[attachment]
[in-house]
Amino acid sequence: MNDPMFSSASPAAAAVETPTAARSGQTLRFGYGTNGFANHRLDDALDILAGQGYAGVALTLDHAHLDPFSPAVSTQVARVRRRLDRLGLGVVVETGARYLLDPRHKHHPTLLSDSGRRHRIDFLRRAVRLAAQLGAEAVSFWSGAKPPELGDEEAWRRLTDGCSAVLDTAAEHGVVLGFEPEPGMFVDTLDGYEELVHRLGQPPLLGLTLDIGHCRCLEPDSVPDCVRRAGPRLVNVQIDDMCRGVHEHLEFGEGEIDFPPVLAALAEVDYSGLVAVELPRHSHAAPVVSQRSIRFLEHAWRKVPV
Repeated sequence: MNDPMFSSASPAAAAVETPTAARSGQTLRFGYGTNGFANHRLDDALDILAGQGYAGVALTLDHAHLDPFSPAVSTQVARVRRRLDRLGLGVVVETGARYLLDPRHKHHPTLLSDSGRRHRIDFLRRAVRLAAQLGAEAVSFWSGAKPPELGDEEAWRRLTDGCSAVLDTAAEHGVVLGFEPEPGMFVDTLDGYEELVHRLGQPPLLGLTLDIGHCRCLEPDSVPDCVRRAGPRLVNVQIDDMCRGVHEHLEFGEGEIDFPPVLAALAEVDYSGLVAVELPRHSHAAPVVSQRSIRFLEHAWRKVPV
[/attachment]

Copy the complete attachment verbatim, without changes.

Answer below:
[in-house]
Amino acid sequence: MNDPMFSSASPAAAAVETPTAARSGQTLRFGYGTNGFANHRLDDALDILAGQGYAGVALTLDHAHLDPFSPAVSTQVARVRRRLDRLGLGVVVETGARYLLDPRHKHHPTLLSDSGRRHRIDFLRRAVRLAAQLGAEAVSFWSGAKPPELGDEEAWRRLTDGCSAVLDTAAEHGVVLGFEPEPGMFVDTLDGYEELVHRLGQPPLLGLTLDIGHCRCLEPDSVPDCVRRAGPRLVNVQIDDMCRGVHEHLEFGEGEIDFPPVLAALAEVDYSGLVAVELPRHSHAAPVVSQRSIRFLEHAWRKVPV
Repeated sequence: MNDPMFSSASPAAAAVETPTAARSGQTLRFGYGTNGFANHRLDDALDILAGQGYAGVALTLDHAHLDPFSPAVSTQVARVRRRLDRLGLGVVVETGARYLLDPRHKHHPTLLSDSGRRHRIDFLRRAVRLAAQLGAEAVSFWSGAKPPELGDEEAWRRLTDGCSAVLDTAAEHGVVLGFEPEPGMFVDTLDGYEELVHRLGQPPLLGLTLDIGHCRCLEPDSVPDCVRRAGPRLVNVQIDDMCRGVHEHLEFGEGEIDFPPVLAALAEVDYSGLVAVELPRHSHAAPVVSQRSIRFLEHAWRKVPV